Q.7 iii) What is the difference between the following? Give examples.]


i) Reversible and irreversible cells
ii) Electrolytic and voltaic cell
iii) Electrolytic and electrical conduction

Answer:
i) Difference between Reversible & Irreversible Cells:

Reversible CellIrreversible Cell
Those cells (or batteries) which can be charged again when discharged are called reversible cells.Those cells (or batteries) which once discharged cannot be used again are called irreversible cells.
Lead storage battery is an example of reversible cell.Dry cell is an example of irreversible cell.

 
ii) Difference between Electrolytic & Voltaic Cell:

Electrolytic CellVoltaic Cell
It is a device in which a non-spontaneous chemical reaction is carried out by passing electric current.It is a device in which spontaneous chemical reactions happen and electricity is produced.
It converts electrical energy into chemical energy.It converts chemical energy into electrical energy.
Nelson’s cell and diaphragm cell are the examples of electrolytic cell.Dry cells and lead storage battery are the examples of voltaic cell.

 
iii) Difference between Electrolytic & Electric conduction:

Electrolytic ConductionElectric Conduction
Conduction of electricity through a solution due to the presence of ions is called electrolytic conduction.Conduction of electricity through solid (metal) due to the presence of free electrons is called electric conduction.
It involves chemical changes.It involves no chemical change.
Electrolytic conduction increases with increase in temperature.Electric conduction decreases with increase in temperature.
Conduction of electricity through aqueous or molten NaCl solution is electrolytic conduction.Conduction of electricity through metals such as copper or silver is electric conduction.

Q.7 iv) a. Describe the rules used for assigning the oxidation number to an element in a compound.

Answer:
Rules for assigning the oxidation number:

  1. The oxidation number of a free element is zero, e.g. oxidation number of H2, O2 and Mn is zero.
  2. The oxidation number of hydrogen in its compounds is +1 but in metal hydrides it is -1, e.g. NaH and MgH2.
  3. The oxidation number of oxygen in the compounds is -2 but in peroxides it is -1 and in OF2 is +2.
  4. The oxidation number of the elements of group I, II and III in the compounds is +1, +2 and +3 respectively.
  5. The oxidation number of halogens of group VII in the binary compounds is -1.
  6. The algebraic sum of oxidation numbers all the atoms in a molecule is zero.
  7. The algebraic sum of the oxidation numbers of all the atoms in an ion is equal to the charge on the ion.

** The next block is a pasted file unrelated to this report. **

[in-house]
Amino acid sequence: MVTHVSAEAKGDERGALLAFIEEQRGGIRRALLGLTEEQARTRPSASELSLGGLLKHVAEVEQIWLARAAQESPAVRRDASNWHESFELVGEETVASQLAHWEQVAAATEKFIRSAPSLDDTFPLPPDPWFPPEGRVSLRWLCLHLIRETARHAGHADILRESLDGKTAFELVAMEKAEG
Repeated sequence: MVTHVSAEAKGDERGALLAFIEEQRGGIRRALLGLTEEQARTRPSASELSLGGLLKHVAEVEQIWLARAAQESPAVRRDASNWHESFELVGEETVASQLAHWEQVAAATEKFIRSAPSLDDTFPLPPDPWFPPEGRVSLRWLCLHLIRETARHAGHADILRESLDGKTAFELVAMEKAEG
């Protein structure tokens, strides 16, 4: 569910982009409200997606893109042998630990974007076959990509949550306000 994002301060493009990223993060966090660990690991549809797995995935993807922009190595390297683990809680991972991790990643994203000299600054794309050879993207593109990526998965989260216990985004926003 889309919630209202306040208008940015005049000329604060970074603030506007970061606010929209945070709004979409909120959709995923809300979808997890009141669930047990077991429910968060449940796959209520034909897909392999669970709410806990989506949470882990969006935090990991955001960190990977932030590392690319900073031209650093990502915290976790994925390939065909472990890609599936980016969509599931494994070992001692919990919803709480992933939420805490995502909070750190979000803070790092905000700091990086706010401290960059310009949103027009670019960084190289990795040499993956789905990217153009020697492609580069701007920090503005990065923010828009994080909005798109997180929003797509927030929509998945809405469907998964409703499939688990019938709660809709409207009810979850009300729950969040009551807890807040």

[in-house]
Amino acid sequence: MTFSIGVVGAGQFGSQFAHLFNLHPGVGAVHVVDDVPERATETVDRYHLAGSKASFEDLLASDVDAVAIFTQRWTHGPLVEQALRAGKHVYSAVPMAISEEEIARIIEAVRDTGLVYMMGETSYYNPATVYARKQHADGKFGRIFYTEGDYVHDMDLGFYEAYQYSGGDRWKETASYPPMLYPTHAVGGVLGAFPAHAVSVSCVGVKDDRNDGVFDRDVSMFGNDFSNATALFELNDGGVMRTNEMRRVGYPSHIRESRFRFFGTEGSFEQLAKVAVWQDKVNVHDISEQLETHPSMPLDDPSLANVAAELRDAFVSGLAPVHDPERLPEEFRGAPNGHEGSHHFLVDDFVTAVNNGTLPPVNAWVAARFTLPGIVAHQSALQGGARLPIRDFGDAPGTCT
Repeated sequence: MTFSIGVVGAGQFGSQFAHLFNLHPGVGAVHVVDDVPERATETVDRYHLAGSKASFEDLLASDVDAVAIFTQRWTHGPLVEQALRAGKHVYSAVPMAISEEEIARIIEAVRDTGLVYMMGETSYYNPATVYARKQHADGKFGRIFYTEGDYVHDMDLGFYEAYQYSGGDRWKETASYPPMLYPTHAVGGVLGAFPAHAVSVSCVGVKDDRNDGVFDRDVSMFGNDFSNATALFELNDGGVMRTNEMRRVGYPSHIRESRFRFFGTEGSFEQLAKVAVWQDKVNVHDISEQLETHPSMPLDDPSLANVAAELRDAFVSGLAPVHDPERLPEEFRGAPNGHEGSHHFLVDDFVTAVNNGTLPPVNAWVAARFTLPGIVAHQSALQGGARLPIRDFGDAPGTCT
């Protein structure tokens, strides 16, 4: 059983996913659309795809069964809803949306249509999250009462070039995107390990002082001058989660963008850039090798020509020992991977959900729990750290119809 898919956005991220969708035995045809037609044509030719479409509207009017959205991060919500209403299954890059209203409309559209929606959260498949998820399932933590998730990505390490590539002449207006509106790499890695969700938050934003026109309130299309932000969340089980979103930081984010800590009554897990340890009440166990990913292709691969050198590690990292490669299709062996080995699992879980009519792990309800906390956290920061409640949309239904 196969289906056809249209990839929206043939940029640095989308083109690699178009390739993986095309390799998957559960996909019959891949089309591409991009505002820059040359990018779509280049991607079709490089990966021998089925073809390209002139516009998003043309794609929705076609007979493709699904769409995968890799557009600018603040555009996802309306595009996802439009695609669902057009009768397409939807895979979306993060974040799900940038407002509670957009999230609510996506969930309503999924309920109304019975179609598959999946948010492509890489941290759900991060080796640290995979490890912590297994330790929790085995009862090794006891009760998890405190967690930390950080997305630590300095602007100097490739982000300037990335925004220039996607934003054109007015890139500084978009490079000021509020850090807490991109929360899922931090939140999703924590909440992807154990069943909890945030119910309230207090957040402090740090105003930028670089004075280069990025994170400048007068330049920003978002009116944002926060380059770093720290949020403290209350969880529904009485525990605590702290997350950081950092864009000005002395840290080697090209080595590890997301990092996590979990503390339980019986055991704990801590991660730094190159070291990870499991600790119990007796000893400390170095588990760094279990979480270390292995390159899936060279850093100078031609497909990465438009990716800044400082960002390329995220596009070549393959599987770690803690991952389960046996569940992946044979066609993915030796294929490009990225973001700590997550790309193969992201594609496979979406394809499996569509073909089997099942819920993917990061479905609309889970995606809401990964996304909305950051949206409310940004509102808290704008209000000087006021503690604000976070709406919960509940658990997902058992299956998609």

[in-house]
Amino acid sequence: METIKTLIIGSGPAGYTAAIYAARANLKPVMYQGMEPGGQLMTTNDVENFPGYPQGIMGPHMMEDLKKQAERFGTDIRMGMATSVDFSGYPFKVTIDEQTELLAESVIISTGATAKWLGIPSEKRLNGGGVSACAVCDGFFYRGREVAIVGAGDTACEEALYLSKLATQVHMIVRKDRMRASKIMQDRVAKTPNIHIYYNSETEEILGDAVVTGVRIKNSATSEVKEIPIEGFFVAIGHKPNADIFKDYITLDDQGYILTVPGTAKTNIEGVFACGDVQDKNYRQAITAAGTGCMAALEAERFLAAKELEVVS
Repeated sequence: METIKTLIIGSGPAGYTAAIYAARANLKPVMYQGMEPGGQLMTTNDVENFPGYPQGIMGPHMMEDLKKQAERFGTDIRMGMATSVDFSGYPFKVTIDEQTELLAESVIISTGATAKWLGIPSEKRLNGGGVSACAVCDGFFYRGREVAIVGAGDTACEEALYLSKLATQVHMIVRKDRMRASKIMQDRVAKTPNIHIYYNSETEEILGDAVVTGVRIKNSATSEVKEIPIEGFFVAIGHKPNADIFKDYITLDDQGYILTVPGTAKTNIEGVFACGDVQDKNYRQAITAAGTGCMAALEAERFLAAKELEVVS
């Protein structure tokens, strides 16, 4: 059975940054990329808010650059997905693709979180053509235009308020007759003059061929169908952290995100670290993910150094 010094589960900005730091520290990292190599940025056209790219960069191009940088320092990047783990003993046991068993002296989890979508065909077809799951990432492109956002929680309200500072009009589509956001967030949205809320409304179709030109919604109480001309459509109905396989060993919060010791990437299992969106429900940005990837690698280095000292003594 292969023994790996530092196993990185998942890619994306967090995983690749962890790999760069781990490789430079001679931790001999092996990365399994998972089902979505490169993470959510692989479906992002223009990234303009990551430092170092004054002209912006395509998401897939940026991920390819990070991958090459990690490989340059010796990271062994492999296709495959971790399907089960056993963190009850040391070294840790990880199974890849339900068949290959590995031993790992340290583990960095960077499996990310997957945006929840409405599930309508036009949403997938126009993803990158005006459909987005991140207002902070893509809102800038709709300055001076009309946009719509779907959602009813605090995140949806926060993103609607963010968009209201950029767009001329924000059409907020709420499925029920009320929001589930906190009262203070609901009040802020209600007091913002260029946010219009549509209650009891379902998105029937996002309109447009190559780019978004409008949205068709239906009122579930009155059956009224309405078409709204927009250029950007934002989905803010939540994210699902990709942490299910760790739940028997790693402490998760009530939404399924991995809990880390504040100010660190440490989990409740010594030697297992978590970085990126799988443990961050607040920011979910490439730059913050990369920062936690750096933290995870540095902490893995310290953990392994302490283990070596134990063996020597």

8. When an atom is oxidized its oxidation number increases and when an atom is reduced, its oxidation number is decreased.

Q.7 iv) b. Calculate the oxidation number of the central atom in the following,

i) Na2CO3        
ii) Na3PO4          
iii) K2MnO           
iv) HNO3            
v) KClO3

Answer:
i) Oxidation Number of C in Na2CO3

Oxidation number of Na = +1
Oxidation number of O = -2
Oxidation number of C = X
Putting the values of oxidation number in formula Na2CO3,
2(+1) + X + 3(-2) = 0
X – 4 = 0
X = +4
Hence the oxidation number of central atom C in Na2CO3 is +4.

ii) Oxidation Number of P in Na3PO4
Oxidation number of Na = +1
Oxidation number of O = -2
Oxidation number of P = X
Putting the values of oxidation number in formula Na3PO4,
3(+1) + X + 4(-2) = 0
X – 5 = 0
X = +5
Hence the oxidation number of central atom P in Na3PO4 is +5.

iii) Oxidation Number of Mn in K2MnO3
Oxidation number of K = +1Oxidation number of O = -2
Oxidation number of Mn = X
Putting the values of oxidation number in formula K2MnO3,
2(+1) + X + 3(-2) = 0
X – 4 = 0
X = +4
Hence the oxidation number of central atom Mn in K2MnO3 is +4.

iv) Oxidation Number of N in HNO3
Oxidation number of H = +1
Oxidation number of O = -2
Oxidation number of N = X
Putting the values of oxidation number in formula HNO3,
(+1) + X + 3(-2) = 0
X – 5 = 0
X = +5
Hence the oxidation number of central atom N in HNO3 is +5.

v) Oxidation Number of Cl in KClO3
Oxidation number of K = +1
Oxidation number of O = -2
Oxidation number of Cl = X
Putting the values of oxidation number in formula KClO3,
(+1) + X + 3(-2) = 0
X – 5 = 0
X = +5
Hence the oxidation number of central atom Cl in KClO3 is +5.


Q.7 v) a. What is an electrolytic cell? Explain Daniell cell in detail.

Answer:
Electrolytic Cell:

“It is a device in which a non-spontaneous chemical reaction is carried out by passing electric current”.
Structure and Working
The electrolytic cell consists of a vessel containing electrolyte in which two metallic plates acting as electrodes, are suspended. The electric current enters and leaves the cell through the electrode. The electrodes connected to the negative terminal of the battery is called cathode while the other connected to the positive terminal is anode.